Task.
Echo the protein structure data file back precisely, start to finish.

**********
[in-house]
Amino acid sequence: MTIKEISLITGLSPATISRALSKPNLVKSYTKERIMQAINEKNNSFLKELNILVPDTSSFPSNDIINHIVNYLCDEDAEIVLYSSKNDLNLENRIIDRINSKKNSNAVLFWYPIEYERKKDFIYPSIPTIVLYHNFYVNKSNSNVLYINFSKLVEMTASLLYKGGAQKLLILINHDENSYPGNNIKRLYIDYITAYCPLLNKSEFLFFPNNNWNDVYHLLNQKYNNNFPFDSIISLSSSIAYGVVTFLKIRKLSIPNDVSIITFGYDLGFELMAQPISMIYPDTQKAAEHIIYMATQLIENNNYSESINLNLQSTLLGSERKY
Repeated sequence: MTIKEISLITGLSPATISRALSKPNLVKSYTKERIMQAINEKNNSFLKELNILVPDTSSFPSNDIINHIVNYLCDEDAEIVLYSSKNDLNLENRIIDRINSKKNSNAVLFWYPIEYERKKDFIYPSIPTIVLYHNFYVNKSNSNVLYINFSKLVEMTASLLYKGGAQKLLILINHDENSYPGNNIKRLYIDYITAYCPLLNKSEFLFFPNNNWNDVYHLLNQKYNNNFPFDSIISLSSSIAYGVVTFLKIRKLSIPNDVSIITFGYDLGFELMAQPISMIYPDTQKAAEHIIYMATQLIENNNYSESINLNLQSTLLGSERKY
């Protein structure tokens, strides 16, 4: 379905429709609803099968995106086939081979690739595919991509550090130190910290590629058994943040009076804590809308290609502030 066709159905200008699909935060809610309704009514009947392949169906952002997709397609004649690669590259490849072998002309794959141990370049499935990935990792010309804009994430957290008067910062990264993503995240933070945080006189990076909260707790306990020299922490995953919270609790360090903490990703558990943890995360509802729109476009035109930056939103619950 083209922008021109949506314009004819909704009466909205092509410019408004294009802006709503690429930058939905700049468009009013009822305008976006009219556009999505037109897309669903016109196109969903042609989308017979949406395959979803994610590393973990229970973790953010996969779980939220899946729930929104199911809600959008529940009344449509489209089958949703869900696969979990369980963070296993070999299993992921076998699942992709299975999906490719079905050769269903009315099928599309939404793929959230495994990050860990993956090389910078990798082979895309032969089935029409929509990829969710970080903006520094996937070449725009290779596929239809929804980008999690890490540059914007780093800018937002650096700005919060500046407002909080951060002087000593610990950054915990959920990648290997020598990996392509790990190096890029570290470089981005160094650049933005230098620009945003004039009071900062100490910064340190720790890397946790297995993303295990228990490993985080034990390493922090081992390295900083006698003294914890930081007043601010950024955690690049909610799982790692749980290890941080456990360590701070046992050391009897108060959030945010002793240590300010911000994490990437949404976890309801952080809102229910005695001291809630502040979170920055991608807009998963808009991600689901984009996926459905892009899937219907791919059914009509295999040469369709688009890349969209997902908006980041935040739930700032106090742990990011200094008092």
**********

[in-house]
Amino acid sequence: MTIKEISLITGLSPATISRALSKPNLVKSYTKERIMQAINEKNNSFLKELNILVPDTSSFPSNDIINHIVNYLCDEDAEIVLYSSKNDLNLENRIIDRINSKKNSNAVLFWYPIEYERKKDFIYPSIPTIVLYHNFYVNKSNSNVLYINFSKLVEMTASLLYKGGAQKLLILINHDENSYPGNNIKRLYIDYITAYCPLLNKSEFLFFPNNNWNDVYHLLNQKYNNNFPFDSIISLSSSIAYGVVTFLKIRKLSIPNDVSIITFGYDLGFELMAQPISMIYPDTQKAAEHIIYMATQLIENNNYSESINLNLQSTLLGSERKY
Repeated sequence: MTIKEISLITGLSPATISRALSKPNLVKSYTKERIMQAINEKNNSFLKELNILVPDTSSFPSNDIINHIVNYLCDEDAEIVLYSSKNDLNLENRIIDRINSKKNSNAVLFWYPIEYERKKDFIYPSIPTIVLYHNFYVNKSNSNVLYINFSKLVEMTASLLYKGGAQKLLILINHDENSYPGNNIKRLYIDYITAYCPLLNKSEFLFFPNNNWNDVYHLLNQKYNNNFPFDSIISLSSSIAYGVVTFLKIRKLSIPNDVSIITFGYDLGFELMAQPISMIYPDTQKAAEHIIYMATQLIENNNYSESINLNLQSTLLGSERKY
């Protein structure tokens, strides 16, 4: 379905429709609803099968995106086939081979690739595919991509550090130190910290590629058994943040009076804590809308290609502030 066709159905200008699909935060809610309704009514009947392949169906952002997709397609004649690669590259490849072998002309794959141990370049499935990935990792010309804009994430957290008067910062990264993503995240933070945080006189990076909260707790306990020299922490995953919270609790360090903490990703558990943890995360509802729109476009035109930056939103619950 083209922008021109949506314009004819909704009466909205092509410019408004294009802006709503690429930058939905700049468009009013009822305008976006009219556009999505037109897309669903016109196109969903042609989308017979949406395959979803994610590393973990229970973790953010996969779980939220899946729930929104199911809600959008529940009344449509489209089958949703869900696969979990369980963070296993070999299993992921076998699942992709299975999906490719079905050769269903009315099928599309939404793929959230495994990050860990993956090389910078990798082979895309032969089935029409929509990829969710970080903006520094996937070449725009290779596929239809929804980008999690890490540059914007780093800018937002650096700005919060500046407002909080951060002087000593610990950054915990959920990648290997020598990996392509790990190096890029570290470089981005160094650049933005230098620009945003004039009071900062100490910064340190720790890397946790297995993303295990228990490993985080034990390493922090081992390295900083006698003294914890930081007043601010950024955690690049909610799982790692749980290890941080456990360590701070046992050391009897108060959030945010002793240590300010911000994490990437949404976890309801952080809102229910005695001291809630502040979170920055991608807009998963808009991600689901984009996926459905892009899937219907791919059914009509295999040469369709688009890349969209997902908006980041935040739930700032106090742990990011200094008092």